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Monthly Archives: May 2013

NY Cancer Society says sweet smokes aimed at kids

ALBANY, N.Y. (AP) — They come in brightly colored, shiny packages in fun flavors like chocolate, blueberry, gummy bear, wine and pink berry. But the American Cancer Society says the little cigars and packages of loose tobacco are aimed at kids and are just as deadly as cigarettes.

The American Cancer Society is pushing to make New York the first state to enact a comprehensive restriction on the sale of candy- and fruit-flavored cigarillos, chewing tobacco and tobacco used in water pipes. Its proposal would restrict the sale of all fruit- and candy-flavored tobacco products to tobacco shops, banning those products from convenience stories.

Maine bans the sale of larger “premium” flavored cigars and other states including Maryland have proposed laws, according to the University of Maryland Law School. New York City and Providence, R.I., also have restricted the sale of flavored tobacco.

“If New York acts, it would be the first state in the nation, and turbocharge efforts nationally,” said Blair Horner, vice president of advocacy at the American Cancer Society and Cancer Action Network of New York and New Jersey.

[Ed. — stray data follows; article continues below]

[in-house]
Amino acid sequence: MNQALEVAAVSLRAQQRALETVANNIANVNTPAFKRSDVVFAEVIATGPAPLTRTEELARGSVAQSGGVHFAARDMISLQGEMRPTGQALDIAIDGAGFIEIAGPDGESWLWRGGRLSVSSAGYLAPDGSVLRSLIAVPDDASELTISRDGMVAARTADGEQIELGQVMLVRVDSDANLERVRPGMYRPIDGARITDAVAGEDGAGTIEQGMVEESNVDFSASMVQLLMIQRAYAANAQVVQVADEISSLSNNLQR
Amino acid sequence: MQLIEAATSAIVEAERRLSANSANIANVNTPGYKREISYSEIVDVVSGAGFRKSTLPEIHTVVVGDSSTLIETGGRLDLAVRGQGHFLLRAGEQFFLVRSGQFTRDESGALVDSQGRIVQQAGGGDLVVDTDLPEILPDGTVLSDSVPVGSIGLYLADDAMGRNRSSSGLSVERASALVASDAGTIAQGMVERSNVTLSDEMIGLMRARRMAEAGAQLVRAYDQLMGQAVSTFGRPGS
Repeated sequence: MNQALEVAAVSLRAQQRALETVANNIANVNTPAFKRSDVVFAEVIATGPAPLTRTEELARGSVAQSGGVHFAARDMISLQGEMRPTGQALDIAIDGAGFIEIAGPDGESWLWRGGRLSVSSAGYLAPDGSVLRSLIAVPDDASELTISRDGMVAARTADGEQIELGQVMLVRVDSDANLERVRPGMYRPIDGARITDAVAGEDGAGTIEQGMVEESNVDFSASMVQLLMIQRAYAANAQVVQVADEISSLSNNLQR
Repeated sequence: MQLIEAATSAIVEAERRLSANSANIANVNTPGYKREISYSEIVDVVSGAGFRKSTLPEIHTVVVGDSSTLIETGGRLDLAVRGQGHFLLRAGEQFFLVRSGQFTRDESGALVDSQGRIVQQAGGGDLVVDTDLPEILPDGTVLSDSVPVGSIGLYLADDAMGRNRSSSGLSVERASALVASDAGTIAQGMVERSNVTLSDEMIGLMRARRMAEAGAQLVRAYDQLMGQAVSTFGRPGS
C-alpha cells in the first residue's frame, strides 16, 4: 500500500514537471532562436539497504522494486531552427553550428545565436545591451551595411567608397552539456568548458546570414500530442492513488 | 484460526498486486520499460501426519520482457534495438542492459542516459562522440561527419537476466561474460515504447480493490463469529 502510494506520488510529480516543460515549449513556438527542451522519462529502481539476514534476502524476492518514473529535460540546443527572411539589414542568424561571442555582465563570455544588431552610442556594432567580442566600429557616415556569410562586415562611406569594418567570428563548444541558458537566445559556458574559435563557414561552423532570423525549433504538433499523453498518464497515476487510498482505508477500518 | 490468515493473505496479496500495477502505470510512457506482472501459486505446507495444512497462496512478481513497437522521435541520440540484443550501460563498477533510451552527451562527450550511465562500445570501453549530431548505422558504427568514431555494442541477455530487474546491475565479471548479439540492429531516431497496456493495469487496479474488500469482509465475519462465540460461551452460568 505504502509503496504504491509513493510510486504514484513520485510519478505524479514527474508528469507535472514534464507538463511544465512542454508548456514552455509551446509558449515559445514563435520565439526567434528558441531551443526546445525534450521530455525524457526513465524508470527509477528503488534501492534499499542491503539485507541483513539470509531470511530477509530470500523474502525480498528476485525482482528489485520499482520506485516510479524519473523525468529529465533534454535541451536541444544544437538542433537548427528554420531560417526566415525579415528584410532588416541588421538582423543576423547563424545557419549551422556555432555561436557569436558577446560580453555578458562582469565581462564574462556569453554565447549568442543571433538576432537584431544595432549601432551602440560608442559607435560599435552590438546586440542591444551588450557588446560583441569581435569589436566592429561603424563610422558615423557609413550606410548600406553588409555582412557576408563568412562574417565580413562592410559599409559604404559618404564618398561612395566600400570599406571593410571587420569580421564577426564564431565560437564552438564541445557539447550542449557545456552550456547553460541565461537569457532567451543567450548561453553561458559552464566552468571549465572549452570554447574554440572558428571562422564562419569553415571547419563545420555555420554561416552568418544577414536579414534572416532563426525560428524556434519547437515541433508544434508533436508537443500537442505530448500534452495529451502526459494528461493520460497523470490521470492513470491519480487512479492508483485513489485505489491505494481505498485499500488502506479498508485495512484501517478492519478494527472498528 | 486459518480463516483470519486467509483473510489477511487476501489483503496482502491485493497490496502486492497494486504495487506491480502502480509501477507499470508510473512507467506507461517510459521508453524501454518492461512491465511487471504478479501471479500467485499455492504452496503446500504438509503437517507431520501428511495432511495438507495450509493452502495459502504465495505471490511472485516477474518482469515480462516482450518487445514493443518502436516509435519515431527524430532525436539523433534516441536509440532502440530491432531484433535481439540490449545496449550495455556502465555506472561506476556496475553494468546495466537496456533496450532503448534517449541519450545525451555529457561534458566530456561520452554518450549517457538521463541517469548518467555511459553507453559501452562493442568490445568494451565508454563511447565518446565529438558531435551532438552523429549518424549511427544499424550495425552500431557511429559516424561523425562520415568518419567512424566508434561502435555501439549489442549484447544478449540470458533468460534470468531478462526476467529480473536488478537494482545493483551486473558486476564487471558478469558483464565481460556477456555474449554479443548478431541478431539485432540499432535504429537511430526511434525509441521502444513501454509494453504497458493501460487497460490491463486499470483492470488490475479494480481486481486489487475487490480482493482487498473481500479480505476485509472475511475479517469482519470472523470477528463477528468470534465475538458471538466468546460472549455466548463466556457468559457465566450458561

The little cigars, chewing tobacco and loose tobacco for use in water pipes are sold individually for as little as 99 cents or in packs and avoid stiff cigarette taxes aimed at dissuading young people from smoking.

“I couldn’t believe this when I saw it,” Horner said. “Lawmakers may not even know about them … this ease of access of cheap, tasty, and deadly tobacco.”

New York law prohibits the sale of tobacco products to anyone under age 18. But anti-smoking advocates say restricting sales to adults-only smoke shops would […]

By |May 31st, 2013|blogs|0 Comments

Bacteria Without Borders: The Fight Against TB & Malaria

In this series on superbugs—meaning bacteria that are becoming increasingly resistant to antibiotics—we’ve looked at germs on a national level. But you probably already know that bugs don’t respect borders: Drug resistance is definitely a global problem. And there are two particularly troubling examples when it comes to global drug resistance to bacteria: tuberculosis (TB) and malaria. We’ll take a look at each here:


The Size of the Problem: In 2011 alone there were roughly 8.7 million new cases and 1.4 million deaths caused by TB. According to the World Health Organization’s (WHO) Global TB Report 2012, about 40 percent of the world’s TB cases can be found in India and China; and 24 percent occur in Africa.

How Infection Happens: Tuberculosis is caused by the Mycobacterium tuberculosis bacterium and is transmitted via air droplets: An infected person puts contaminated droplets into the air by speaking, coughing, or sneezing. Not everyone who breathes in tuberculosis becomes sick, though. People with latent TB have it living in their bodies but they don’t get sick and they can’t infect others. Others do become sick with TB disease because their bodies cannot stop the bacteria from growing—and they spread the disease.